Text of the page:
Comment


              • #8
                Errr, doesn't the strut axis run through the ball joint?
                She's built like a Steakhouse, but she handles like a Bistro.

                Comment


                • #9
                  Originally posted by Epstein View Post
                  Errr, doesn't the strut axis run through the ball joint?
                  Doesn't have to. Kingpin is just from the upper mount to the ball joint.
                  -Ryan

                  Comment


                  • #10
                    Originally posted by hai1206vn View Post

                    Now can someone explain how a 240 lowered by 3-4" for zero fender gap deals with roll? On such a car, any moment you turn you lose camber. Ridiculous static camber, super high spring rates and fat sway bar seem to be the menu. How much does the benefit of lower CG justify those measures?
                    That's pretty much the recipe for any strut based car. That's also why a double wishbone suspension is superior in most cases. Especially for street based vehicles where you would prefer to have a softer suspension.

                    You'll find that if you want to keep the car from going into positive camber in a turn, you will need a static camber setting somewhere between 2.5-3 neg. camber and spring rates starting at 450lbs.

                    Of course, don't forget that you don't need to be perfect. A stock setup is going to roll so much that you will get +5 degrees* of pos. camber. While a setup with 300lb springs, lowered an inch may only roll over to +2 degrees of pos. camber. While not perfect, that is better than stock.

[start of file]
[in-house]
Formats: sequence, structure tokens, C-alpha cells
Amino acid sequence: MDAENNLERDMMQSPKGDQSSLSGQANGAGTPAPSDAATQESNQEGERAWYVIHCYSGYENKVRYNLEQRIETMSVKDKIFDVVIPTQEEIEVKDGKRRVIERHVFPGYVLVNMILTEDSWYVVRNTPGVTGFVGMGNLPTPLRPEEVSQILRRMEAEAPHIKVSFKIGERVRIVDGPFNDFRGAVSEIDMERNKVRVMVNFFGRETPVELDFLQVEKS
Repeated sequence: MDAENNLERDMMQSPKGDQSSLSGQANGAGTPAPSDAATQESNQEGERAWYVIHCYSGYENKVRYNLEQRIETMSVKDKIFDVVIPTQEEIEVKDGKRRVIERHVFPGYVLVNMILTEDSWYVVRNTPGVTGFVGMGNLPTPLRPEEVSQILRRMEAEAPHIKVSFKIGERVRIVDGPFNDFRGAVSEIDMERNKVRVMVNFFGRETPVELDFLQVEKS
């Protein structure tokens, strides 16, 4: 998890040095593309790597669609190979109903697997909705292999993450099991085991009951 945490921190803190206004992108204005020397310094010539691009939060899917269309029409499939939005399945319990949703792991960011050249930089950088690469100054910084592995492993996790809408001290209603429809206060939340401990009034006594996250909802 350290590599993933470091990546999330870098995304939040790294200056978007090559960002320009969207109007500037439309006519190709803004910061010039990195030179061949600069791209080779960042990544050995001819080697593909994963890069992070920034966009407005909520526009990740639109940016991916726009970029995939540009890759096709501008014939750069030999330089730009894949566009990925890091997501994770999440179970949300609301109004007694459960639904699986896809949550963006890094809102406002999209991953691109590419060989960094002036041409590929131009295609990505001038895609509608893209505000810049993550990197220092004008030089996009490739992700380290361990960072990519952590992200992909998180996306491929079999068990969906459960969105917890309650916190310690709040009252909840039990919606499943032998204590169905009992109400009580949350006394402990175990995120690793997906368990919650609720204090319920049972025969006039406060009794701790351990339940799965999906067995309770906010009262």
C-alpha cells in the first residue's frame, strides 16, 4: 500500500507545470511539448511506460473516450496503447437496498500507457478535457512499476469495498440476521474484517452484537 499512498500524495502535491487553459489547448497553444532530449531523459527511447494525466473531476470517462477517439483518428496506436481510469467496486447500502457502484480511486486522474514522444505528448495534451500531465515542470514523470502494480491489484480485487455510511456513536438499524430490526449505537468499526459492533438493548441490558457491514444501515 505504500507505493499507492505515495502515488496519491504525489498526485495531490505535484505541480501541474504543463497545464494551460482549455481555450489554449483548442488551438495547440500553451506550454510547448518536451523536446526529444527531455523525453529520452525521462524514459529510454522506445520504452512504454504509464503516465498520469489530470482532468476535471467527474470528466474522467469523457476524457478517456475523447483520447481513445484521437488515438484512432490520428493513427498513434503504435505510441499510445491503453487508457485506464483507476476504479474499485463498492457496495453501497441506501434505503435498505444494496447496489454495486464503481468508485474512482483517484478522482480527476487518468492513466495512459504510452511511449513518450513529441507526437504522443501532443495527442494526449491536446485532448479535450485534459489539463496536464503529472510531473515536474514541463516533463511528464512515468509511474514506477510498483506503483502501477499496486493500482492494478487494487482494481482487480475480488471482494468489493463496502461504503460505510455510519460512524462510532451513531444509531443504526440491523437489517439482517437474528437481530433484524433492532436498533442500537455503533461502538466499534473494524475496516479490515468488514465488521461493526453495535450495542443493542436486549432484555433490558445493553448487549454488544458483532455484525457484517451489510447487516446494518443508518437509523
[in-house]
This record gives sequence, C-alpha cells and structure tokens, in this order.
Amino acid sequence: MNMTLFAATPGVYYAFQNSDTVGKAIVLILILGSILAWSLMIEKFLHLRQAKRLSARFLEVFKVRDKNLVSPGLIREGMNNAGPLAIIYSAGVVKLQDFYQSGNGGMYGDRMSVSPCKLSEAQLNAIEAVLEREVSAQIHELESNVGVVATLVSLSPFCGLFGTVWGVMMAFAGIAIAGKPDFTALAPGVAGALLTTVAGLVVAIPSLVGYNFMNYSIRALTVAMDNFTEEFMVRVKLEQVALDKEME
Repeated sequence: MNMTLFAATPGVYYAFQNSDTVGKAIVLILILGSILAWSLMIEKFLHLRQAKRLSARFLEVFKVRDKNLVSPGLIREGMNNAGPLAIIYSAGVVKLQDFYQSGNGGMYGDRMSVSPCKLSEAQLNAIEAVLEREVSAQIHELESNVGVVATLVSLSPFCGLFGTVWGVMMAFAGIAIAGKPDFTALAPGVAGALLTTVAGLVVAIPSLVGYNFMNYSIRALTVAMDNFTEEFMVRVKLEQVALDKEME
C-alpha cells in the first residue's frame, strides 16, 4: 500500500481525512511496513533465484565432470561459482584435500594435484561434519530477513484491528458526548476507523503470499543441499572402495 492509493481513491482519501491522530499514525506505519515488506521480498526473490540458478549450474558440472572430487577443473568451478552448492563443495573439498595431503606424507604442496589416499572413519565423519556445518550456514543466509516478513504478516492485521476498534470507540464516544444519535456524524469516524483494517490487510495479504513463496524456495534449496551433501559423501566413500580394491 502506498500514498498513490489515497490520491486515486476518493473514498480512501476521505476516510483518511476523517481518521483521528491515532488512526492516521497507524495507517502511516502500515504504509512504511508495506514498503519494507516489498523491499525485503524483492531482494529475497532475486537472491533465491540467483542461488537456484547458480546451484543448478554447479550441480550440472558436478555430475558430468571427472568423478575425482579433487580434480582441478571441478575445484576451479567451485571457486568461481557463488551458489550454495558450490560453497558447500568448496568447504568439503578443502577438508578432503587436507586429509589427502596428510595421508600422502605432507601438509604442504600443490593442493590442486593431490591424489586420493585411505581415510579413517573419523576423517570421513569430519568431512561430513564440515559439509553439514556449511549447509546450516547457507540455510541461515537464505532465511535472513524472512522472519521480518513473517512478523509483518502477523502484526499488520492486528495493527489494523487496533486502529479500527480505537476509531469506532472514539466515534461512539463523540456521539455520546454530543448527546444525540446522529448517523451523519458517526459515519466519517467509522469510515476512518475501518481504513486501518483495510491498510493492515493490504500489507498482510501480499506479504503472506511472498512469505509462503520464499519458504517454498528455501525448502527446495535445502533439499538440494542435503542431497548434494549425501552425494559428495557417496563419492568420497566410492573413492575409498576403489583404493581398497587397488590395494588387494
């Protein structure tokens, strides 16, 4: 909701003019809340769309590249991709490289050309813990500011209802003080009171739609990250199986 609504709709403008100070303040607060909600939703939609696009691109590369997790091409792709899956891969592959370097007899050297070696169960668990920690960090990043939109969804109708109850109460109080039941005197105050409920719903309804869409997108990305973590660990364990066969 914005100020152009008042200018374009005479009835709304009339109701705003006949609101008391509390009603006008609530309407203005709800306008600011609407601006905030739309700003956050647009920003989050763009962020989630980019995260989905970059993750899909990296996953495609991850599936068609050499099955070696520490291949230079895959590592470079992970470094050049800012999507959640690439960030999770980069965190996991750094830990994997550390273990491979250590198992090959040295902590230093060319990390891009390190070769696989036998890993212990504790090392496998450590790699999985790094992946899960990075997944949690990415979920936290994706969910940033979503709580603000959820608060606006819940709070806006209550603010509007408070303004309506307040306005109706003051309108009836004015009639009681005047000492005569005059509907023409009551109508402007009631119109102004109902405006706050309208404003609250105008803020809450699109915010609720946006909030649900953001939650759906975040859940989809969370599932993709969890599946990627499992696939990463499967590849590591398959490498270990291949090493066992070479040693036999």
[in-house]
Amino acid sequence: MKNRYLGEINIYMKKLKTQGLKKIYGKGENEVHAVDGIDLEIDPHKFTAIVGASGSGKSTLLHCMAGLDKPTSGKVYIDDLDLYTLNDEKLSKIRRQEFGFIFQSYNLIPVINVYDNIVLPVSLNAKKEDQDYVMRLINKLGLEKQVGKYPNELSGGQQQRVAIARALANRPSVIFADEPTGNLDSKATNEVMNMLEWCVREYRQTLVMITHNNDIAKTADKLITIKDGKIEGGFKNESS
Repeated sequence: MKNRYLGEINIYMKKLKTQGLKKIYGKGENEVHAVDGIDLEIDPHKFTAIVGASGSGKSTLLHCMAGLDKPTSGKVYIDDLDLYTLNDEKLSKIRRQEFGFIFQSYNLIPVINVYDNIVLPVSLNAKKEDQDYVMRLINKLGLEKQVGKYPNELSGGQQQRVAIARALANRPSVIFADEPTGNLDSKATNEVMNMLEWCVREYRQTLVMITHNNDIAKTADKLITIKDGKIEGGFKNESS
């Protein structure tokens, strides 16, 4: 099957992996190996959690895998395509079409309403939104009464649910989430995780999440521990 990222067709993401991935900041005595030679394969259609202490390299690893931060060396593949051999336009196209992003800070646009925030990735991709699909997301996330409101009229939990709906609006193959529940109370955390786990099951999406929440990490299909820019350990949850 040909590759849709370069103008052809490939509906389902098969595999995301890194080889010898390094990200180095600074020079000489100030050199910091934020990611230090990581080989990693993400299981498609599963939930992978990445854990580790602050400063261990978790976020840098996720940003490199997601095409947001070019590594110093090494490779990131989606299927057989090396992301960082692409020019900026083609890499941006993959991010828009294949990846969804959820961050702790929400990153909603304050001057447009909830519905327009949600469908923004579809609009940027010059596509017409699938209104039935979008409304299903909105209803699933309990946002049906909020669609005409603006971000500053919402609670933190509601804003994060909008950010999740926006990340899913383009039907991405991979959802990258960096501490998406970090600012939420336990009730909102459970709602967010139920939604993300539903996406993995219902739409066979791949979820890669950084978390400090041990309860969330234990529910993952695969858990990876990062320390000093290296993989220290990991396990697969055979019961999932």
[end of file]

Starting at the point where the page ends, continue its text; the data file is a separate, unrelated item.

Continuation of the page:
*Numbers are made up and likely exaggerated for illustrative purposes only.

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                    • #11
                      Originally posted by RBbugBITme View Post
                      Doesn't have to. Kingpin is just from the upper mount to the ball joint.
                      You got what I meant. What I'm trying to point out is, isn't the critical 90* point based on the LCA and Kingpin lines? The dotted lines in the drawing above are either incorrect or misleading.
                      She's built like a Steakhouse, but she handles like a Bistro.

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                      • #12
                        I don't believe you need a 90* angle there. Why do you think that is?
                        -Ryan

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                        • #13
                          Hmm all places i looked at only mention the strut axis - LCA angle, no kingpin

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                          • #14
                            What about a steering axis? Same thing as Kingpin, I think.
                            She's built like a Steakhouse, but she handles like a Bistro.

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                            • #15
                              Lets clear up confusion here...

                              Kingpin is from the upper strut mount to the ball joint. This is also called the steering axis.

                              This does not have to be on the same axis as the strut axis or parallel to it or coincident.

                              Neither of these axes need to make a 90* angle with the lower control arm.
                              -Ryan